In another lab across the country, researchers at UCLA landed upon the same gene — CNTNAP2 — as a possible candidate for autism. But the UCLA researchers identified the specific role this gene might play in affecting language, thought and behavior for people with autism.
Taking a different approach, these investigators used data from the Autism Genetic Resource Exchange and studied the DNA of 291 families nationwide who had at least one autistic child. They also found that an unusually high number of the autistic subjects had this gene variant.
To verify their findings, researchers studied the DNA of a new group of 304 families and found that the CNTNAP2 gene variant showed up consistently in the autistic subjects.
Moreover, researchers took a closer look at the gene to see how it might bring about autism. Daniel Geschwind, principal study investigator and director of the UCLA Center for Autism Research, said they discovered that in young children, the gene was most active in language and thought.
"We found that the longer the language delay an autistic child had, the more likely they were to have the CNTNAP2 variant," Geschwind explained. "So having this variant at least partially explains amount of language delay in autism."
A third study released in the same journal identified specific mutations on the same gene, which were individually rare for each autistic patient. Researchers at Yale University sequenced the entire gene and found that autistic patients often had unique mutations on the gene, which were not found in any members of the healthy control group.
This finding exemplifies the complexity of the findings on this gene as well as the disorder itself, said Dr. Matthew State, principal investigator of the study and director of the Program on Neurogenetics at Yale University. He noted that even though his team took a different approach to unlocking the possible genetic causes of autism than the other two teams, "we still landed on the same gene which is quite interesting, but more work needs to be done to sort out what's going on here."
Many experts support Chakravarti's belief that this research adds to the evidence that genetic factors play more of a role in the development of autism than environmental factors.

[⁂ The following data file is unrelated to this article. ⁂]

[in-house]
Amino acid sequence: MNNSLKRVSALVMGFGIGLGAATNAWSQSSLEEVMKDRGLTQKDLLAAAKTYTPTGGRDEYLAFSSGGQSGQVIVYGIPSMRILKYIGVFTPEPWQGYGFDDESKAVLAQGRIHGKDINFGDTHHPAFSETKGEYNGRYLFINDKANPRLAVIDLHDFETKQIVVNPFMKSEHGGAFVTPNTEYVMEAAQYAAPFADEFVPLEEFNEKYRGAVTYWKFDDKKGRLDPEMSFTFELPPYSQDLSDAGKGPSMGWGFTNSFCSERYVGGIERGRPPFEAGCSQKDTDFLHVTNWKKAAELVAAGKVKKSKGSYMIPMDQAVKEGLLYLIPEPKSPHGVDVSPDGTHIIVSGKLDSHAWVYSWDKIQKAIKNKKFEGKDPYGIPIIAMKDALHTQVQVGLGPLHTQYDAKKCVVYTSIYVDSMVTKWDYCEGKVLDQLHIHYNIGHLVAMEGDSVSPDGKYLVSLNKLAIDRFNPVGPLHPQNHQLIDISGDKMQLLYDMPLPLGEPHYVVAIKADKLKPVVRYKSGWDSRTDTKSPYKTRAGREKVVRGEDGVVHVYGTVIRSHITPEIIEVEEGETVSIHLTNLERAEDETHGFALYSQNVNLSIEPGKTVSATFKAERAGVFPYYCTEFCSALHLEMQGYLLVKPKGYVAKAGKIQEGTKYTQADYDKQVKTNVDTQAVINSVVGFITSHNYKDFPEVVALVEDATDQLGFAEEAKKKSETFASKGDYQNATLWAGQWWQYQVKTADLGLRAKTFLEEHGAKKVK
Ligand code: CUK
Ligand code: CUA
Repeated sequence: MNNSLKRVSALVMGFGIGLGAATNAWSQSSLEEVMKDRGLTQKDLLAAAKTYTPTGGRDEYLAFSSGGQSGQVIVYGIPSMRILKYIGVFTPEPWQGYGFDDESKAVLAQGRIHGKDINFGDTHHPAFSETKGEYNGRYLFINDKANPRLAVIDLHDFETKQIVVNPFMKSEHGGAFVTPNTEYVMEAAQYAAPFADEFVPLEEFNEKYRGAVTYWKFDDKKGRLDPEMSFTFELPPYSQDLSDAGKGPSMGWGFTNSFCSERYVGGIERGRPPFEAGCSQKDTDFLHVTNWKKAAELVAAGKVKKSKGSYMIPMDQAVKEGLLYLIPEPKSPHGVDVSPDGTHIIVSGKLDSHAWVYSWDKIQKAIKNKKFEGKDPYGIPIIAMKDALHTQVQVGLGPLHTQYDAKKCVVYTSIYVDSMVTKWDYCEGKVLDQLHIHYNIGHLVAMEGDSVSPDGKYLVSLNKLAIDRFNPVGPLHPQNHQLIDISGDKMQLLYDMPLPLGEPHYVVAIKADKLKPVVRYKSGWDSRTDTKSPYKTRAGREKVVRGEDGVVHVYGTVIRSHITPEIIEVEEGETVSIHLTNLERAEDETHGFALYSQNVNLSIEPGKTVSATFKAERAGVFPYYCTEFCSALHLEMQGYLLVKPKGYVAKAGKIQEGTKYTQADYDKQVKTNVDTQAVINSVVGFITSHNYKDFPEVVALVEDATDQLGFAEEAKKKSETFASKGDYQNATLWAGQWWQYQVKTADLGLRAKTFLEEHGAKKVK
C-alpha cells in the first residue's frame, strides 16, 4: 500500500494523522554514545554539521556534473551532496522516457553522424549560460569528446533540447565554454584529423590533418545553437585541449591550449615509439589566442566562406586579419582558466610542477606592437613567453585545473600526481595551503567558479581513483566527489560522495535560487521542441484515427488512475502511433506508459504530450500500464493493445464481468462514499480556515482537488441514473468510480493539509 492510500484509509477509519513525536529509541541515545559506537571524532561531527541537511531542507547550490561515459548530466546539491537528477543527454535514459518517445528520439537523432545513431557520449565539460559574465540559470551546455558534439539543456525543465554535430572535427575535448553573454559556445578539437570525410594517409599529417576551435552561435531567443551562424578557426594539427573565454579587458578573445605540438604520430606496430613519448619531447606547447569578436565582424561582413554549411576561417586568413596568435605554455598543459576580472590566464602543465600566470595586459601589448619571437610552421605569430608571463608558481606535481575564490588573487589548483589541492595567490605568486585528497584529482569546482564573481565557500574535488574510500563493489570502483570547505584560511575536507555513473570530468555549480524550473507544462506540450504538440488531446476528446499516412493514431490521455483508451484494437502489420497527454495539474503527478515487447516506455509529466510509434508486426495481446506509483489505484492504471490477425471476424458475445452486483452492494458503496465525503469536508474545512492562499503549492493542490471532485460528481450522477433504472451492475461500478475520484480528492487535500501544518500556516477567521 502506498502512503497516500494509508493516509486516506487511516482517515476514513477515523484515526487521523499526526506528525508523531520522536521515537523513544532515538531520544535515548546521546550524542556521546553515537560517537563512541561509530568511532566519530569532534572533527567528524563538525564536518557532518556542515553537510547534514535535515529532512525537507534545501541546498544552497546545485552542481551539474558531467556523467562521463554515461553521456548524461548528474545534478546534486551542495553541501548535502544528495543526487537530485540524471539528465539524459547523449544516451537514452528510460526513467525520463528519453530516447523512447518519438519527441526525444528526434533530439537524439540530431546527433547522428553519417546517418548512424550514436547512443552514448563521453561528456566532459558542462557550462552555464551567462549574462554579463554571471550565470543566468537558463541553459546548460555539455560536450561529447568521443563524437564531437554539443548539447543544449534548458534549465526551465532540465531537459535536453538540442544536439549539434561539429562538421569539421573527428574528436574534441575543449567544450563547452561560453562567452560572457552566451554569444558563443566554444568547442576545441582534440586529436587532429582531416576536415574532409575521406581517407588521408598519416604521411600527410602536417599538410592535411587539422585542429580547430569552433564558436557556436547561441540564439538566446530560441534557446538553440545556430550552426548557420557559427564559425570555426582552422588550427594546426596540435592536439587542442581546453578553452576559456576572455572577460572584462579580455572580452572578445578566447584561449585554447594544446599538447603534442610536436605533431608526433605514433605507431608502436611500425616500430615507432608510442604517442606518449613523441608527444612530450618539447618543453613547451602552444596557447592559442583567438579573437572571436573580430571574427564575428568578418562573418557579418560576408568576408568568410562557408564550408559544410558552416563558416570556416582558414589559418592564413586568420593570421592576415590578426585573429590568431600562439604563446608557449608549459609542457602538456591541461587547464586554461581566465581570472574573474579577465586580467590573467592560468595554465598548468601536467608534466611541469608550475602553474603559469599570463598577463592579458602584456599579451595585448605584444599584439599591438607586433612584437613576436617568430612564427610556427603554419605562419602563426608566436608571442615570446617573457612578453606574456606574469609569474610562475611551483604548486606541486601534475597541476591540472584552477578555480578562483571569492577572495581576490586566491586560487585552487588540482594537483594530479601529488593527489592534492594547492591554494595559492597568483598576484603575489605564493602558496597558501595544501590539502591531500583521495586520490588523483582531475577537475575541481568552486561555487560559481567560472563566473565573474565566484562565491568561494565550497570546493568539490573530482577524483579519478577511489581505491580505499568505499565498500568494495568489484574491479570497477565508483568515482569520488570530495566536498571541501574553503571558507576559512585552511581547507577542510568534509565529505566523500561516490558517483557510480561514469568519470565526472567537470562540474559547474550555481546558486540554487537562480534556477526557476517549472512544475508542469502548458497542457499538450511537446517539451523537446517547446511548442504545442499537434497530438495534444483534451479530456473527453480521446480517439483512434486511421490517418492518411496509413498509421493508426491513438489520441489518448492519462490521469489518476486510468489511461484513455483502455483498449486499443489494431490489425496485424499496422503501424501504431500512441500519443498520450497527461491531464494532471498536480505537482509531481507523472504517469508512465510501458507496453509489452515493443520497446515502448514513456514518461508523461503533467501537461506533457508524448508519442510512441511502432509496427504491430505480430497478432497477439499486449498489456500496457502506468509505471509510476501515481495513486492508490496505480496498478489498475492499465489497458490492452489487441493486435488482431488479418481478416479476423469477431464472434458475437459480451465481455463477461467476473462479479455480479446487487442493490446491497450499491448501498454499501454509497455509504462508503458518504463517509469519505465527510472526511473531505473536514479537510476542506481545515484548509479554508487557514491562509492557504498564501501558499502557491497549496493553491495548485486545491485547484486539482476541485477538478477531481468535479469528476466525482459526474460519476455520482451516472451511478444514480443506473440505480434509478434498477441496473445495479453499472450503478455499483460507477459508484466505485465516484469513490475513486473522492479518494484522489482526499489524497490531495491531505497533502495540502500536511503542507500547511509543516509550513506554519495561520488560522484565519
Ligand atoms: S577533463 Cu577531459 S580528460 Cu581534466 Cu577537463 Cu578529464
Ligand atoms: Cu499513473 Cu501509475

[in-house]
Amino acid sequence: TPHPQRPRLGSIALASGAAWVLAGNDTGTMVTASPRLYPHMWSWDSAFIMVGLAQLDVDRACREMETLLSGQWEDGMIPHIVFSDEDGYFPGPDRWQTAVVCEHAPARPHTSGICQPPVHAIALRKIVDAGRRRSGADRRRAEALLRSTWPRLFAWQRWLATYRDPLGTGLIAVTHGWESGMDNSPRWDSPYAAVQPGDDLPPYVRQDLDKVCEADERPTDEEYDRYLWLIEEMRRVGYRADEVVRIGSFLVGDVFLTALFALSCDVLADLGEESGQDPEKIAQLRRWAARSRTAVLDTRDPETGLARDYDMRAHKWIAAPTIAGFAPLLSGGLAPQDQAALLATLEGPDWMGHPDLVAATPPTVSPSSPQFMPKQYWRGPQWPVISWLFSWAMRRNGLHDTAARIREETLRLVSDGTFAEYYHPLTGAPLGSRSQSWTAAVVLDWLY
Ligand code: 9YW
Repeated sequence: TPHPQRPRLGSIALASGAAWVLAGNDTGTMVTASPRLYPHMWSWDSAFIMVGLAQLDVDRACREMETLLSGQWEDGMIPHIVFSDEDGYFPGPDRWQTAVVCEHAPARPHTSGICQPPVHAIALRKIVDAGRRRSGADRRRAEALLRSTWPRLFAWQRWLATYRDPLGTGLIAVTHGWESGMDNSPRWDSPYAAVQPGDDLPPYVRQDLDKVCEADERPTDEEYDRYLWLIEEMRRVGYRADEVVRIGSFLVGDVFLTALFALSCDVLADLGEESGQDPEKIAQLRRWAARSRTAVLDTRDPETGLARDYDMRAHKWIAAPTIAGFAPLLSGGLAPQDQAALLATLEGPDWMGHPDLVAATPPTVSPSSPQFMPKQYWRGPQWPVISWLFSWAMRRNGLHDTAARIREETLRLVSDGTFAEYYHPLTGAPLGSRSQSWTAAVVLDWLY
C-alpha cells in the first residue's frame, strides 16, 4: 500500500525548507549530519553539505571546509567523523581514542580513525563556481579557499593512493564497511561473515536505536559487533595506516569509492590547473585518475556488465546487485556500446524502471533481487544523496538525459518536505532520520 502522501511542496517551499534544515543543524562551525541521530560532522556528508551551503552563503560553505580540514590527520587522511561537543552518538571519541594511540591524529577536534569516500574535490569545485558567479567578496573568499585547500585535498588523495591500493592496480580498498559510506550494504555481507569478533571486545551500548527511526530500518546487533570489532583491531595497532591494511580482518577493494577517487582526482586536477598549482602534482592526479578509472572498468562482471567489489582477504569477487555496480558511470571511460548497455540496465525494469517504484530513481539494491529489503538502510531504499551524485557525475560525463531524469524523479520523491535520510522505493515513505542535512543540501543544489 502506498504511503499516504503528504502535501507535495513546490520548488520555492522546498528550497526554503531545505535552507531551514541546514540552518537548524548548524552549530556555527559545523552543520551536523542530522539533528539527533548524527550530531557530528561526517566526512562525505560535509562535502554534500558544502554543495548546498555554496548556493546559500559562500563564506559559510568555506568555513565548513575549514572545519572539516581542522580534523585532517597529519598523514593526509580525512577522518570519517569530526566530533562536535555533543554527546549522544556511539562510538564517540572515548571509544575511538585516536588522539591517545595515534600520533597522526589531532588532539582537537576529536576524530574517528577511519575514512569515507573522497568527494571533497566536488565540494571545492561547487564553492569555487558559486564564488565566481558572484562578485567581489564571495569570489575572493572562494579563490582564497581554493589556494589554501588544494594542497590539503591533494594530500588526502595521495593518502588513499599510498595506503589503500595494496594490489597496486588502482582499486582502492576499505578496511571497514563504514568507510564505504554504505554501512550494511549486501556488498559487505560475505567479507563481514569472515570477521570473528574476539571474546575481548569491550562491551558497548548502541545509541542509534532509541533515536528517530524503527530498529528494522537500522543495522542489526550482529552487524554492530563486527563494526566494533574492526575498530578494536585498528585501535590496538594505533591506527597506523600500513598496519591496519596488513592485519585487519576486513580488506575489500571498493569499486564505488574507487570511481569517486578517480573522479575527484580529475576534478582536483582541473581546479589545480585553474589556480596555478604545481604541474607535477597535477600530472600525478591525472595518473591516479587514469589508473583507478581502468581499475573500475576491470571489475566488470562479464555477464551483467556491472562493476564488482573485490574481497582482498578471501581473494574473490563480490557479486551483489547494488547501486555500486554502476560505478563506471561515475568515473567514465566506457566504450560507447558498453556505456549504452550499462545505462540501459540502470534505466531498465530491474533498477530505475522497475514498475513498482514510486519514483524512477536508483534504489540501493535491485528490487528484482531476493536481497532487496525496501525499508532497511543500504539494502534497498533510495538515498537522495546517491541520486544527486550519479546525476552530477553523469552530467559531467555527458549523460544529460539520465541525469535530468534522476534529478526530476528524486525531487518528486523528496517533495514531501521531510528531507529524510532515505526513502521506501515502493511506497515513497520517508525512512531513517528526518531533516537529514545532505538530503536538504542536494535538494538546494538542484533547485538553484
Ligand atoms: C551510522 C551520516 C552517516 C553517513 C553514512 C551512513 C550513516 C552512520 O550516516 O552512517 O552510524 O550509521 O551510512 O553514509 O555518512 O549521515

"Environmental factors in autism is a separate issue," said Carla Mazefsky, assistant professor of pediatrics and psychiatry at the University of Pittsburgh School of Medicine. "Given autism's strong genetic basis, identification of genes that play a role is of critical importance. This study further emphasizes the complexity of the genetics underlying autism."
"Autism is a disorder of fetal or early postnatal brain development with a genetic origin," agreed Vittorio Gallo, director of the Center for Neuroscience Research at the Children's National Medical Center in Washington, D.C.
Margit Burmeister, associate director of the Molecular and Behavioral Neuroscience Institute at the University of Michigan, said that "this study adds to the evidence that genetic factors play a role and adds strong results to the idea that cell adhesion in the brain plays a role in autism." However, she said she believes that environmental factors still play a role in the development of the disorder.
"This is similar to risk for diabetes, which is very strongly affected by exercise, weight and sugar consumption, but some people can be coach potatoes and eat what they want and don't get sick. Those with a more resilient genetic predisposition for autism may get the same environmental factors without ill effect," Burmeister explained.
But the findings that suggest genetics may play a stronger role than environmental factors may be a small measure of comfort for parents like Hotez, who may have blamed themselves for their child's condition.
"In my heart now I know it's a genetic disorder," she said. "I don't think it's caused by any of the environmental [factors] they talk about in the news."